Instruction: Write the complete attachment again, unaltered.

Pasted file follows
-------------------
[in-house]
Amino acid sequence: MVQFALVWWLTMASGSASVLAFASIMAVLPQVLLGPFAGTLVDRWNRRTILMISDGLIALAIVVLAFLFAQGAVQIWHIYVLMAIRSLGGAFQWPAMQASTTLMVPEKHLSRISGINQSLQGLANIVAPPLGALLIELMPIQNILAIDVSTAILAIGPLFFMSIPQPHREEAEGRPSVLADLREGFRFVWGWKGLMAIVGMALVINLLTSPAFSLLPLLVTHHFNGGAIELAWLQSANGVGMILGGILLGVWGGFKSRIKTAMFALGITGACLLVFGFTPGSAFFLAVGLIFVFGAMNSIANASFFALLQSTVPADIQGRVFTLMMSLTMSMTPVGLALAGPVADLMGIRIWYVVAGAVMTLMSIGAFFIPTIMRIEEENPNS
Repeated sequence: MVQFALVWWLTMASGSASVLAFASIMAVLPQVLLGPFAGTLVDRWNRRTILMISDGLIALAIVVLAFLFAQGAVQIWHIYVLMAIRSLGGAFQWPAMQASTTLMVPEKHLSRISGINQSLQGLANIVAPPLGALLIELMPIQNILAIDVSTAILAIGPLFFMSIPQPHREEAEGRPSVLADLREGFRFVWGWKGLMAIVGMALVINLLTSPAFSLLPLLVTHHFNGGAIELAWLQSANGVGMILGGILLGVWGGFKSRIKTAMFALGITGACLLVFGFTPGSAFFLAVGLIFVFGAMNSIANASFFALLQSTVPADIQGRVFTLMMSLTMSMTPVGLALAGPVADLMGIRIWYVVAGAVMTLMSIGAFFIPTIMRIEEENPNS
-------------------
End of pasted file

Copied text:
[in-house]
Amino acid sequence: MVQFALVWWLTMASGSASVLAFASIMAVLPQVLLGPFAGTLVDRWNRRTILMISDGLIALAIVVLAFLFAQGAVQIWHIYVLMAIRSLGGAFQWPAMQASTTLMVPEKHLSRISGINQSLQGLANIVAPPLGALLIELMPIQNILAIDVSTAILAIGPLFFMSIPQPHREEAEGRPSVLADLREGFRFVWGWKGLMAIVGMALVINLLTSPAFSLLPLLVTHHFNGGAIELAWLQSANGVGMILGGILLGVWGGFKSRIKTAMFALGITGACLLVFGFTPGSAFFLAVGLIFVFGAMNSIANASFFALLQSTVPADIQGRVFTLMMSLTMSMTPVGLALAGPVADLMGIRIWYVVAGAVMTLMSIGAFFIPTIMRIEEENPNS
Repeated sequence: MVQFALVWWLTMASGSASVLAFASIMAVLPQVLLGPFAGTLVDRWNRRTILMISDGLIALAIVVLAFLFAQGAVQIWHIYVLMAIRSLGGAFQWPAMQASTTLMVPEKHLSRISGINQSLQGLANIVAPPLGALLIELMPIQNILAIDVSTAILAIGPLFFMSIPQPHREEAEGRPSVLADLREGFRFVWGWKGLMAIVGMALVINLLTSPAFSLLPLLVTHHFNGGAIELAWLQSANGVGMILGGILLGVWGGFKSRIKTAMFALGITGACLLVFGFTPGSAFFLAVGLIFVFGAMNSIANASFFALLQSTVPADIQGRVFTLMMSLTMSMTPVGLALAGPVADLMGIRIWYVVAGAVMTLMSIGAFFIPTIMRIEEENPNS